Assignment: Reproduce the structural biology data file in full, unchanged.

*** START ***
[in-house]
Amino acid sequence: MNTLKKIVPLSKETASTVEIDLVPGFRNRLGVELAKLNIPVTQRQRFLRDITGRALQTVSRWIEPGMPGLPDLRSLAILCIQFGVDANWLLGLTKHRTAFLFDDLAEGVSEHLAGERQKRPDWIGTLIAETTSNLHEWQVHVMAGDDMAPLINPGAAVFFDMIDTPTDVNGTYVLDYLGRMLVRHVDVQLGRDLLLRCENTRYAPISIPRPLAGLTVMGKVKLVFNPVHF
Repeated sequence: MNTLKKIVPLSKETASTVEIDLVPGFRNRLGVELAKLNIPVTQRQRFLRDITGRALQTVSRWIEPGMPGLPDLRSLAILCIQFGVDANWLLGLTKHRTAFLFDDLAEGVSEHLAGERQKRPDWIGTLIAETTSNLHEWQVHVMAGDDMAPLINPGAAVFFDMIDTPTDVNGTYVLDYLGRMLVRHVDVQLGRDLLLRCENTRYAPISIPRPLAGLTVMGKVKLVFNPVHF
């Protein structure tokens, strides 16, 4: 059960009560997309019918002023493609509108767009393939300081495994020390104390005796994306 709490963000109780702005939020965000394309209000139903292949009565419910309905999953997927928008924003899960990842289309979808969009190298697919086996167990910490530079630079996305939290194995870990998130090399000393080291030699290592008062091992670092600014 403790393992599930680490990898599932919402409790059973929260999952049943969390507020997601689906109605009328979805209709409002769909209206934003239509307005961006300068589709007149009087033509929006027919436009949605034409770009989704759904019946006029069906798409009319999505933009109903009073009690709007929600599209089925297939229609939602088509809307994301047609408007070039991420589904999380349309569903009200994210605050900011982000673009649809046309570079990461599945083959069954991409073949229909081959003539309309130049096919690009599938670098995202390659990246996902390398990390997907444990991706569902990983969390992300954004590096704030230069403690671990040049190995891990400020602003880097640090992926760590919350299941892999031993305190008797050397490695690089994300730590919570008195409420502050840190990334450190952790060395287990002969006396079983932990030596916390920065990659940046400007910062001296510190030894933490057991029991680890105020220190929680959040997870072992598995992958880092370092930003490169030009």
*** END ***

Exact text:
[in-house]
Amino acid sequence: MNTLKKIVPLSKETASTVEIDLVPGFRNRLGVELAKLNIPVTQRQRFLRDITGRALQTVSRWIEPGMPGLPDLRSLAILCIQFGVDANWLLGLTKHRTAFLFDDLAEGVSEHLAGERQKRPDWIGTLIAETTSNLHEWQVHVMAGDDMAPLINPGAAVFFDMIDTPTDVNGTYVLDYLGRMLVRHVDVQLGRDLLLRCENTRYAPISIPRPLAGLTVMGKVKLVFNPVHF
Repeated sequence: MNTLKKIVPLSKETASTVEIDLVPGFRNRLGVELAKLNIPVTQRQRFLRDITGRALQTVSRWIEPGMPGLPDLRSLAILCIQFGVDANWLLGLTKHRTAFLFDDLAEGVSEHLAGERQKRPDWIGTLIAETTSNLHEWQVHVMAGDDMAPLINPGAAVFFDMIDTPTDVNGTYVLDYLGRMLVRHVDVQLGRDLLLRCENTRYAPISIPRPLAGLTVMGKVKLVFNPVHF
């Protein structure tokens, strides 16, 4: 059960009560997309019918002023493609509108767009393939300081495994020390104390005796994306 709490963000109780702005939020965000394309209000139903292949009565419910309905999953997927928008924003899960990842289309979808969009190298697919086996167990910490530079630079996305939290194995870990998130090399000393080291030699290592008062091992670092600014 403790393992599930680490990898599932919402409790059973929260999952049943969390507020997601689906109605009328979805209709409002769909209206934003239509307005961006300068589709007149009087033509929006027919436009949605034409770009989704759904019946006029069906798409009319999505933009109903009073009690709007929600599209089925297939229609939602088509809307994301047609408007070039991420589904999380349309569903009200994210605050900011982000673009649809046309570079990461599945083959069954991409073949229909081959003539309309130049096919690009599938670098995202390659990246996902390398990390997907444990991706569902990983969390992300954004590096704030230069403690671990040049190995891990400020602003880097640090992926760590919350299941892999031993305190008797050397490695690089994300730590919570008195409420502050840190990334450190952790060395287990002969006396079983932990030596916390920065990659940046400007910062001296510190030894933490057991029991680890105020220190929680959040997870072992598995992958880092370092930003490169030009």